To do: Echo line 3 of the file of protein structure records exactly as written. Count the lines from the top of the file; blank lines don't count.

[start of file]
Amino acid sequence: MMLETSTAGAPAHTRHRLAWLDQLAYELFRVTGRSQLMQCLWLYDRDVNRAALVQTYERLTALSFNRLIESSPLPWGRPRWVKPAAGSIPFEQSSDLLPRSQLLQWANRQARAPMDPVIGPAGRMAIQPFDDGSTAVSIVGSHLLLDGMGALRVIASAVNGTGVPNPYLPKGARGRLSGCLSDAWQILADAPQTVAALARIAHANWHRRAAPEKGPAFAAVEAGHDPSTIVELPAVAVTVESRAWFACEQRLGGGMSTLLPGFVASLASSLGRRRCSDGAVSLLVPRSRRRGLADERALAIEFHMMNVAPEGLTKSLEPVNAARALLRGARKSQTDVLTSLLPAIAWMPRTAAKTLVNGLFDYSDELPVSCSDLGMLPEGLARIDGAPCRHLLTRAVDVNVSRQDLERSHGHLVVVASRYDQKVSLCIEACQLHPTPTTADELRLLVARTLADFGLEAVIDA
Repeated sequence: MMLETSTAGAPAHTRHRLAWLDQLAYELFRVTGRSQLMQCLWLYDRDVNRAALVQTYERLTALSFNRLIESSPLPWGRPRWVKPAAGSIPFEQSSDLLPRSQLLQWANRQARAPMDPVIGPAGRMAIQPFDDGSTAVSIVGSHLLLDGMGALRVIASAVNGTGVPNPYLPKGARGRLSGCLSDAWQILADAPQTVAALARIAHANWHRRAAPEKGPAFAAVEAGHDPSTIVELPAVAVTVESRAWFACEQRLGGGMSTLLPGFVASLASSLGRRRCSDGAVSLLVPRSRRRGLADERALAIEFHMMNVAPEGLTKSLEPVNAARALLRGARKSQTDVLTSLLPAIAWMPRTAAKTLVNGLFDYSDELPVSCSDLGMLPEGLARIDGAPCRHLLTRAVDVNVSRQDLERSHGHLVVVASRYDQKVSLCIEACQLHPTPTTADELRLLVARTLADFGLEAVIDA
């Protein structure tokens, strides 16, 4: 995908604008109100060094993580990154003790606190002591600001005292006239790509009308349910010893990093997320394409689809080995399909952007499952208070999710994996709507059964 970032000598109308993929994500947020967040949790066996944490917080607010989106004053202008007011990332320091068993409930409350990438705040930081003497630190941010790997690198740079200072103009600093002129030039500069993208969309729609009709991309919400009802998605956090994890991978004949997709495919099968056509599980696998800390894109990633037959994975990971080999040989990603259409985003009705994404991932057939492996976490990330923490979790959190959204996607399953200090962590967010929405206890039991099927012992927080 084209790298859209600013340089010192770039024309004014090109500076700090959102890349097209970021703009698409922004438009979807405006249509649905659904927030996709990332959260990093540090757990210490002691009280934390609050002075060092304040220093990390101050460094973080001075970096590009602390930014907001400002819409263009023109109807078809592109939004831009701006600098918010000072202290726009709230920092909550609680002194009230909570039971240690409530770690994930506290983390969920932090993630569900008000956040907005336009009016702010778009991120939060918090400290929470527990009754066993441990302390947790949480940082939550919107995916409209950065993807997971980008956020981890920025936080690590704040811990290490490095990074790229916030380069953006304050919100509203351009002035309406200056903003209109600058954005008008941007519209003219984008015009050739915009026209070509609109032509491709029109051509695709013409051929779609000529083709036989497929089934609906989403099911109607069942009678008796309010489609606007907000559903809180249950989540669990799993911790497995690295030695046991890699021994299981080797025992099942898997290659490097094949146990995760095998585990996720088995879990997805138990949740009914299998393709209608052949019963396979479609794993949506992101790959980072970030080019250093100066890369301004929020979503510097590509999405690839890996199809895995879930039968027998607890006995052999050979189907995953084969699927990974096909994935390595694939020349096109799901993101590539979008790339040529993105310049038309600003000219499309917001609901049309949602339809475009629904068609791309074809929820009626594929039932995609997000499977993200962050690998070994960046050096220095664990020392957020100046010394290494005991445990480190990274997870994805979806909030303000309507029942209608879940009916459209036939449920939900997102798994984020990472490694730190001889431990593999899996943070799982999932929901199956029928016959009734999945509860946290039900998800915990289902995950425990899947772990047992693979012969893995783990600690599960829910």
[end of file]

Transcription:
């Protein structure tokens, strides 16, 4: 995908604008109100060094993580990154003790606190002591600001005292006239790509009308349910010893990093997320394409689809080995399909952007499952208070999710994996709507059964 970032000598109308993929994500947020967040949790066996944490917080607010989106004053202008007011990332320091068993409930409350990438705040930081003497630190941010790997690198740079200072103009600093002129030039500069993208969309729609009709991309919400009802998605956090994890991978004949997709495919099968056509599980696998800390894109990633037959994975990971080999040989990603259409985003009705994404991932057939492996976490990330923490979790959190959204996607399953200090962590967010929405206890039991099927012992927080 084209790298859209600013340089010192770039024309004014090109500076700090959102890349097209970021703009698409922004438009979807405006249509649905659904927030996709990332959260990093540090757990210490002691009280934390609050002075060092304040220093990390101050460094973080001075970096590009602390930014907001400002819409263009023109109807078809592109939004831009701006600098918010000072202290726009709230920092909550609680002194009230909570039971240690409530770690994930506290983390969920932090993630569900008000956040907005336009009016702010778009991120939060918090400290929470527990009754066993441990302390947790949480940082939550919107995916409209950065993807997971980008956020981890920025936080690590704040811990290490490095990074790229916030380069953006304050919100509203351009002035309406200056903003209109600058954005008008941007519209003219984008015009050739915009026209070509609109032509491709029109051509695709013409051929779609000529083709036989497929089934609906989403099911109607069942009678008796309010489609606007907000559903809180249950989540669990799993911790497995690295030695046991890699021994299981080797025992099942898997290659490097094949146990995760095998585990996720088995879990997805138990949740009914299998393709209608052949019963396979479609794993949506992101790959980072970030080019250093100066890369301004929020979503510097590509999405690839890996199809895995879930039968027998607890006995052999050979189907995953084969699927990974096909994935390595694939020349096109799901993101590539979008790339040529993105310049038309600003000219499309917001609901049309949602339809475009629904068609791309074809929820009626594929039932995609997000499977993200962050690998070994960046050096220095664990020392957020100046010394290494005991445990480190990274997870994805979806909030303000309507029942209608879940009916459209036939449920939900997102798994984020990472490694730190001889431990593999899996943070799982999932929901199956029928016959009734999945509860946290039900998800915990289902995950425990899947772990047992693979012969893995783990600690599960829910």